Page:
Search This Blog

Saturday, 29 November 2014

Curtiosity about scientific laws

Dick the Butcher:  The first thing we do, let's kill all the lawyers.
— William Shakespeare (1564 - 1616), Henry the Sixth, Part 2, IV, ii, 64

The very concept of 'laws of nature' is, in contemporary usage, both a product and an expression of the absence of reflectivity.  It introduces into the study of nature a metaphor indelibly marked by its political origins.
— Evelyn Fox Keller (1936 - ), Reflections on Gender and Science, Yale University Press, 1985, 131.

Volumi eguali di gas nelle stesse condizioni di temperatura e di pressione contengono lo stesso numero di molecole.  (Equal volumes of gas under the same conditions of temperature and pressure contain the same number of molecules.)
— Lorenzo Romano Amedeo Avogadro (1776 - 1856), a lawyer, proposes 'Avogadro's Hypothesis', now called 'Avogadro's Law'.

The important point is not the bigness of Avogadro's number, but the bigness of Avogadro.
— Henry Albert Bent (1926 -  ), The Second Law, OUP, 1965.

God did not create the planets and the stars with the intention that they should dominate man, but that they, like other creatures, should obey and serve him
— Paracelsus, Concerning the Nature of Things, c. 1541

The pious Jew or Moslem abhors pork without being conscious that it was awareness of the danger of trichinosis which probably caused his law-makers to impose the prohibition.
— Konrad Lorenz, On Aggression, University paperbacks, 1967, 60.

There are ignorant people who speak flowery words and take delight in the letter of the law, saying that there is nothing else.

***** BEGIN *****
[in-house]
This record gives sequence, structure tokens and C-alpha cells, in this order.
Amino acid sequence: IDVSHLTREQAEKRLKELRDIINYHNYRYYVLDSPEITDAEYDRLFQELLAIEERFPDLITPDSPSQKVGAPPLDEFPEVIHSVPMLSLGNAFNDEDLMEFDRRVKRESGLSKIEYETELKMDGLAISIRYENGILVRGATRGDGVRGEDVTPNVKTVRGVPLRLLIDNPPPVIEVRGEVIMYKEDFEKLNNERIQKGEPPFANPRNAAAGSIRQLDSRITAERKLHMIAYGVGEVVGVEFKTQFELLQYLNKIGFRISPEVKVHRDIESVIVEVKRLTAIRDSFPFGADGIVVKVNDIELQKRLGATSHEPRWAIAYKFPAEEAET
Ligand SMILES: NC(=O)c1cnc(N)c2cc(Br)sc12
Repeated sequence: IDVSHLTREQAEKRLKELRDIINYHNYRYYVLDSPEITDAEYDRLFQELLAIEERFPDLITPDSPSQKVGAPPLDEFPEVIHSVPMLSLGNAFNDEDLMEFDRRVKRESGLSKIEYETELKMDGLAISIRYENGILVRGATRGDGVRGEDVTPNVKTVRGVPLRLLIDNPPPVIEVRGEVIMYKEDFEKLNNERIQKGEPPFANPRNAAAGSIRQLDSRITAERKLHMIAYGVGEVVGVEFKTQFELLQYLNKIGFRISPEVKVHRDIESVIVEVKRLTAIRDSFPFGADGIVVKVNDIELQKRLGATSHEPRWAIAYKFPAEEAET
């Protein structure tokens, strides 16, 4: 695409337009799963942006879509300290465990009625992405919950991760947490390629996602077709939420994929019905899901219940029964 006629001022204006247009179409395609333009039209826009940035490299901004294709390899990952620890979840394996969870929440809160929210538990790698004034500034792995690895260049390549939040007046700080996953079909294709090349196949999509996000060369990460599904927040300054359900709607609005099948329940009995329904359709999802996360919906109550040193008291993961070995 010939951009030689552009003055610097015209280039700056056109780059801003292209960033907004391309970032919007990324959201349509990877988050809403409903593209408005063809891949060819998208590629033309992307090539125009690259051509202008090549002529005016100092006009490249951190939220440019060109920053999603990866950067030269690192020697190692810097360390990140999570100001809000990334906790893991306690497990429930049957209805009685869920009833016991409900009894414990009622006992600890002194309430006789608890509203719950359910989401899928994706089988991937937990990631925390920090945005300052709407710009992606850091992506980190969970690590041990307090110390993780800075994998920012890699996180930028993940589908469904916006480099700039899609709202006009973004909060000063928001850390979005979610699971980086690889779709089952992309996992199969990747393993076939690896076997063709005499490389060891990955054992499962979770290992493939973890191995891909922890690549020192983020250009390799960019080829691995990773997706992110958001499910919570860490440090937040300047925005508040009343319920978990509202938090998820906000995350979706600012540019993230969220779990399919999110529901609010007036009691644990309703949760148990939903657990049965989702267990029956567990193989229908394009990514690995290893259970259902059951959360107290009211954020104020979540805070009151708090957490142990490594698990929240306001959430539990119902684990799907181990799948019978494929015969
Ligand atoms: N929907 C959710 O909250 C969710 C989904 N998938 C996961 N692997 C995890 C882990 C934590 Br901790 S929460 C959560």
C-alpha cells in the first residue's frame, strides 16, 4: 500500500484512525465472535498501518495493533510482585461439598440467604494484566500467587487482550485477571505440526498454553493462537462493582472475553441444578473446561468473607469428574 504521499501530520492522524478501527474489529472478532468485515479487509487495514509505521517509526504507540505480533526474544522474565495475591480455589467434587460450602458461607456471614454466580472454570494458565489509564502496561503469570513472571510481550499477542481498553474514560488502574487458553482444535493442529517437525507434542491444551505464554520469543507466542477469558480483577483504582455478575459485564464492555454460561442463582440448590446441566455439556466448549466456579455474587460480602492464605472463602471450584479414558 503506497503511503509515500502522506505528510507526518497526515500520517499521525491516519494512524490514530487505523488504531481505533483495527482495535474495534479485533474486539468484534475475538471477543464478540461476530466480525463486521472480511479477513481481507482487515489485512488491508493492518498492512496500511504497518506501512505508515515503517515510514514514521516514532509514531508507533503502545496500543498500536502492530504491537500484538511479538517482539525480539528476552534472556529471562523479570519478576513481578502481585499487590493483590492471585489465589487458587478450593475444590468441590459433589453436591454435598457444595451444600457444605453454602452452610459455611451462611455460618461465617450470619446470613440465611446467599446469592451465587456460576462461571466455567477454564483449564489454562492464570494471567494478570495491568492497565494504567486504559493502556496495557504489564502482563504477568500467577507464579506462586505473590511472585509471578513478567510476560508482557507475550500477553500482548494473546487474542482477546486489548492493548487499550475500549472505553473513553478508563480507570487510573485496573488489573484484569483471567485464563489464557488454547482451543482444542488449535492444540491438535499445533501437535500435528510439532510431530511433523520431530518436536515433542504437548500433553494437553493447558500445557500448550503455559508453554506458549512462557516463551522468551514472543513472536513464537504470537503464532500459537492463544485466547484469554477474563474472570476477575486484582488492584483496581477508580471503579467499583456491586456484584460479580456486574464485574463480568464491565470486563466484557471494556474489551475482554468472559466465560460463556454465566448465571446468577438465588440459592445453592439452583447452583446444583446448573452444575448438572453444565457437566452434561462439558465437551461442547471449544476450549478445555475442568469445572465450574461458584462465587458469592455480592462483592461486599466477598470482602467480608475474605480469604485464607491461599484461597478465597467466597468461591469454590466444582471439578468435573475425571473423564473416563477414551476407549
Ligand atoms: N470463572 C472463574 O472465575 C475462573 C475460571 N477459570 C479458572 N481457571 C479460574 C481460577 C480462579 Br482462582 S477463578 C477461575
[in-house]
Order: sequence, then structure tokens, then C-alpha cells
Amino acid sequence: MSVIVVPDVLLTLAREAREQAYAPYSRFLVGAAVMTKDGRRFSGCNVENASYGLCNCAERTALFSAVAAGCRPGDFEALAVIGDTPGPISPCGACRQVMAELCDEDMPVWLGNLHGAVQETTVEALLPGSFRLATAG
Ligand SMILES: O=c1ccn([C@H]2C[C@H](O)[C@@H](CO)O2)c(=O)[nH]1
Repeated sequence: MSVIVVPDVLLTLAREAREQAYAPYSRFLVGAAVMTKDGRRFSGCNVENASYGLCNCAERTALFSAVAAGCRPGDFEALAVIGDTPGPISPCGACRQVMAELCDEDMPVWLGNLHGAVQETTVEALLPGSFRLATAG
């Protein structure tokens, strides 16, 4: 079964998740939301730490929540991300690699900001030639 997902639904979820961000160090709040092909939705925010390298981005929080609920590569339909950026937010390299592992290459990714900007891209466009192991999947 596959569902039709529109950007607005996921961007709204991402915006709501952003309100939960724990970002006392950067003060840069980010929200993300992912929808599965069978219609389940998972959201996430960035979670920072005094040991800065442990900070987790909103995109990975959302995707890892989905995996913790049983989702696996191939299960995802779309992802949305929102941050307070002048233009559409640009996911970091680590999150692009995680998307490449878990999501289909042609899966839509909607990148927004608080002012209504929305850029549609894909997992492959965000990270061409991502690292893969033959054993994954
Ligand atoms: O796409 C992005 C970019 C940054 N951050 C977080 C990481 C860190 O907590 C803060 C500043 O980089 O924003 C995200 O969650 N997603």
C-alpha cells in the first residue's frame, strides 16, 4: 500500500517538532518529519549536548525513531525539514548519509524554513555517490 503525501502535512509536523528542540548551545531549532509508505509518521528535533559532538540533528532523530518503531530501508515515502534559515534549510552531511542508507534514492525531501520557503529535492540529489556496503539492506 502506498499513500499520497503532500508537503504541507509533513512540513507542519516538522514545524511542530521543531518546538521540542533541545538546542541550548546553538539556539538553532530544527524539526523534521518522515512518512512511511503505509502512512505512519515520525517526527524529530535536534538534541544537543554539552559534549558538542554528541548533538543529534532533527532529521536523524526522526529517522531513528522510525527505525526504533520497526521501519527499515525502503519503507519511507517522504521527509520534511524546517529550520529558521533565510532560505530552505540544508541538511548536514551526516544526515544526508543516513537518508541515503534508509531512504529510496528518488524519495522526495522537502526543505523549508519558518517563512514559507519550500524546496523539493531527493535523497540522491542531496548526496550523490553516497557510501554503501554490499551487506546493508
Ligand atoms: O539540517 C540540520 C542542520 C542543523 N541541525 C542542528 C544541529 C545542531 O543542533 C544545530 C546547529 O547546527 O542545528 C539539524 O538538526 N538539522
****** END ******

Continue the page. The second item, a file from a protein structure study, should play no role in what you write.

Bhagavad Gita, 2:42, in the translation of Eknath Easwaran, Arkana Books, 1985.

A new scientific truth does not triumph by convincing its opponents and making them see the light, but rather because its opponents eventually die, and a new generation grows up that is familiar with it.
— Max Planck (1858 - 1947), quoted in Thomas Kuhn, The Structure of Scientific Revolutions, second edition, 1970, p. 151.

Scientific law is of a totally different nature from civil law; it does not involve an intelligent lawgiver, a command, and a corresponding duty.  It is a brief description in mental shorthand of as wide a range as possible of the sequences of our sense-impressions.
— Karl Pearson (1857 - 1936), The Grammar of Science, Everyman edition, p. 98.

The judge then went on to speak of self-paste learning, and it was then that we realised that the worthy jurist, for all his worthiness, did not have a glue.
— Duncan Bain (1944 - ) 'First let's kill all the lawyers', in A Manual Cant, Breek-Anathema Press, 1988.

No comments:

Post a Comment